A blazing Tesla has sparked electric car safety fears after firefighters battled to extinguish the inferno.
The Model S was engulfed in flames after its 19-year-old driver crashed into a concrete barrier in Austria.
And fire crews struggled to put out the billowing flames caused by the lithium-ion batteries.
Toxic gases released by the burning power packs meant firefighters had to wear special breathing kit to tackle the blaze.
And while the driver made it out safely, it took five fire engines, 35 crew members and two hours to finally get the fire under control.
The terrifying video shows huge plumes of smoke erupting around the wrecked £50,000 ($69,000) plug-in car as the battery is cooled.
It was only after cutting through the cutting the power supply from the high-performance batteries that it was possible for the firefighters to finally fight the fire.
And the shocking damage of the high voltage fire is revealed with the front end of the hi-tech motor completely wrecked.
Tesla is aware tackling a battery fire requires special assistance and publishes “emergency response guides” to help firefighters.
And it admits battery fires can take 24 hours to fully extinguish and can easily re-ignite.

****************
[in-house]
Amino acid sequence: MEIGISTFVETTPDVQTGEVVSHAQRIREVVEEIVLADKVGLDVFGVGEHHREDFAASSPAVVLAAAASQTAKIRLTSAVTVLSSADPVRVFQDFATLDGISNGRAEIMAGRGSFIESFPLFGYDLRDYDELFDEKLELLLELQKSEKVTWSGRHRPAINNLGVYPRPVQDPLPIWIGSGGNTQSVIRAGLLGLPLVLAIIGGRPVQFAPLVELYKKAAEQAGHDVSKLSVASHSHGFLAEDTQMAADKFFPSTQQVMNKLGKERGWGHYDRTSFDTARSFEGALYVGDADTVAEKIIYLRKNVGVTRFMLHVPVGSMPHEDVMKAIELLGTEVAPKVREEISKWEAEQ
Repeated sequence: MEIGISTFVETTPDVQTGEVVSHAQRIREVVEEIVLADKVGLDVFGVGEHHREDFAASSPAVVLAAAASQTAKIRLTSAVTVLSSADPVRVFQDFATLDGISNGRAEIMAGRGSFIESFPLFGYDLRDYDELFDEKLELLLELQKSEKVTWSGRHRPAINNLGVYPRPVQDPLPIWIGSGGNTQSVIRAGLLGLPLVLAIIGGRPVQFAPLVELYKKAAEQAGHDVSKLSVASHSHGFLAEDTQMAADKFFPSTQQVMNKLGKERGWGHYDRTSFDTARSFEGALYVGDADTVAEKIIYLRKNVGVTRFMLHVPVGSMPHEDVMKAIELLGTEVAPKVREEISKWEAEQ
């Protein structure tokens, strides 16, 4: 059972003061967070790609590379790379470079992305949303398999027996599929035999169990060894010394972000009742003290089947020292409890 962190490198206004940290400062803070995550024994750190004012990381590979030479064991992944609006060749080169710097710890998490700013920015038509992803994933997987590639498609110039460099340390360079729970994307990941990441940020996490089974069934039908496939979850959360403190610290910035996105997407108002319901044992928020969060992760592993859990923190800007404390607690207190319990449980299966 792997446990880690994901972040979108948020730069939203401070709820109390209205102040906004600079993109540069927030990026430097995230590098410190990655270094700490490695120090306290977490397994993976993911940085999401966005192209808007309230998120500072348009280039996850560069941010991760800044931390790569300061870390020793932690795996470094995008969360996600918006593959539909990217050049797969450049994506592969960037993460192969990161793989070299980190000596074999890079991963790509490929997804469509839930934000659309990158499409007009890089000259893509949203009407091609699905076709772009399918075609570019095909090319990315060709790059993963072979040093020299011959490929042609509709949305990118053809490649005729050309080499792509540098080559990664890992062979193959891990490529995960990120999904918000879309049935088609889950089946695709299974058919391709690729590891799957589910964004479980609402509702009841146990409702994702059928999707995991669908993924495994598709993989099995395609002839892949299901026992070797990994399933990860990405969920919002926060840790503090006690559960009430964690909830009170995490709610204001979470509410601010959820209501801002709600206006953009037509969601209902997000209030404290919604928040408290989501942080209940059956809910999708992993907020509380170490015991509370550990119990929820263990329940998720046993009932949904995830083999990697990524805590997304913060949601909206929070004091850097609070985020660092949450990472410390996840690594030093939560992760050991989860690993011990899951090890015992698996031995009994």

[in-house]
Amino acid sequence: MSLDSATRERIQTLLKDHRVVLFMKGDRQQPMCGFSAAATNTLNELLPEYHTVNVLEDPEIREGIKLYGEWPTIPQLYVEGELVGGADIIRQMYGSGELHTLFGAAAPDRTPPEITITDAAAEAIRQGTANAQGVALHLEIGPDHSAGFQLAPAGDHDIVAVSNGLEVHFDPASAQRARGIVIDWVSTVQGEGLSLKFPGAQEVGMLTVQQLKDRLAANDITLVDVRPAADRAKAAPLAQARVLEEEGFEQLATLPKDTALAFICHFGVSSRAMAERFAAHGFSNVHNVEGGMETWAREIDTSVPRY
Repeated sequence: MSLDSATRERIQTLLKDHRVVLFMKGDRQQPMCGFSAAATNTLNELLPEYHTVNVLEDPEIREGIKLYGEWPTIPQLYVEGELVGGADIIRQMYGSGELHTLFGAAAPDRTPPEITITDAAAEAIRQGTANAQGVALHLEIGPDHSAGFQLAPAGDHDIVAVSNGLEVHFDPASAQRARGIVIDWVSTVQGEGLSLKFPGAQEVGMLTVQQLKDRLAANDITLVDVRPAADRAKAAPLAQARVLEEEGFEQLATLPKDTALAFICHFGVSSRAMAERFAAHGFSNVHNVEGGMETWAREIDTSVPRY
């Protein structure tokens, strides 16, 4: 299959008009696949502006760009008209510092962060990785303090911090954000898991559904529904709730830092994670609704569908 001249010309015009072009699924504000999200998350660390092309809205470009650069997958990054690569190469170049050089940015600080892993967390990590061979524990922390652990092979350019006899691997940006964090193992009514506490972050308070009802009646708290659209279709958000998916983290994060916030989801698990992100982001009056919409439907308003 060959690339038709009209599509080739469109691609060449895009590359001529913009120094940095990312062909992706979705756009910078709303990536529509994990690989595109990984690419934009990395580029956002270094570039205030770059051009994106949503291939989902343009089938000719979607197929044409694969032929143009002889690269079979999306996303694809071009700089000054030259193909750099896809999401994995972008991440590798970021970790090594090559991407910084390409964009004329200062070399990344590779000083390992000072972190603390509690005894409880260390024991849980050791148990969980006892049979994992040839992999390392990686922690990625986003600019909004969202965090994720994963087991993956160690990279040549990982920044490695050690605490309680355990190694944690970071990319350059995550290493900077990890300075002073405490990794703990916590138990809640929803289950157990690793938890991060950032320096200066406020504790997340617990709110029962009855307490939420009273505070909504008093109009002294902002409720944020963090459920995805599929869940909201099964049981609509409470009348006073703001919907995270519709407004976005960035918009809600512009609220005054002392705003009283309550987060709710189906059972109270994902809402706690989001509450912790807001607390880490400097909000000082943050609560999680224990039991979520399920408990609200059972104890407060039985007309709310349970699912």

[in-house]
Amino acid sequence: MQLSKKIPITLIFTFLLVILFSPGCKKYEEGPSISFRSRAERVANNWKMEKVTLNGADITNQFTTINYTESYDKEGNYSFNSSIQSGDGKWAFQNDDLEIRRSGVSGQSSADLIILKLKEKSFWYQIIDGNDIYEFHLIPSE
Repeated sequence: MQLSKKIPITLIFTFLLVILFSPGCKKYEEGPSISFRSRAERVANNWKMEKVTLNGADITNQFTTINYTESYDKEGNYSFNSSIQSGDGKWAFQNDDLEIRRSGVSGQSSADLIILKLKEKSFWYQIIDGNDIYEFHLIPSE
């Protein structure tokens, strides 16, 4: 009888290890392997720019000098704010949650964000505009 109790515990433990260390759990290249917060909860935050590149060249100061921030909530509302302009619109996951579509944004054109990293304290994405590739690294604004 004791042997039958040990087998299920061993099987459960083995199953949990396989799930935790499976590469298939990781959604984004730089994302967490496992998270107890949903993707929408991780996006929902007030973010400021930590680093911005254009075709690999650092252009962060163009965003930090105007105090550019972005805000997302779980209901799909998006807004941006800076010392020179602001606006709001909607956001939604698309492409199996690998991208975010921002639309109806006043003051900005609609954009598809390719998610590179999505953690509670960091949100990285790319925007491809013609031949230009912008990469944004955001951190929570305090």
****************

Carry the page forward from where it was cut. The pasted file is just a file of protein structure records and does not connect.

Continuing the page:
It also details the huge amount of water needed to cool the battery, the position to cut through to stop the power – plus the risk of death in touching the power cables without switching it off first.
Sulphuric acid, nickel, lithium, copper and cobalt are all emitted when an electric car goes up in flames making it essential crews have respiratory equipment to hand, too.
Since lithium batteries are used,Tesla recommends that the vehicle be parked under “quarantine” for 48 hours, so that no new fire can break out.”
While the Tesla performed as it should by containing the fire just in the battery compartment,the video highlights the potential dangers of millions of electric cars flooding the highways and the prospect of an uncontrollable blaze breaking out.
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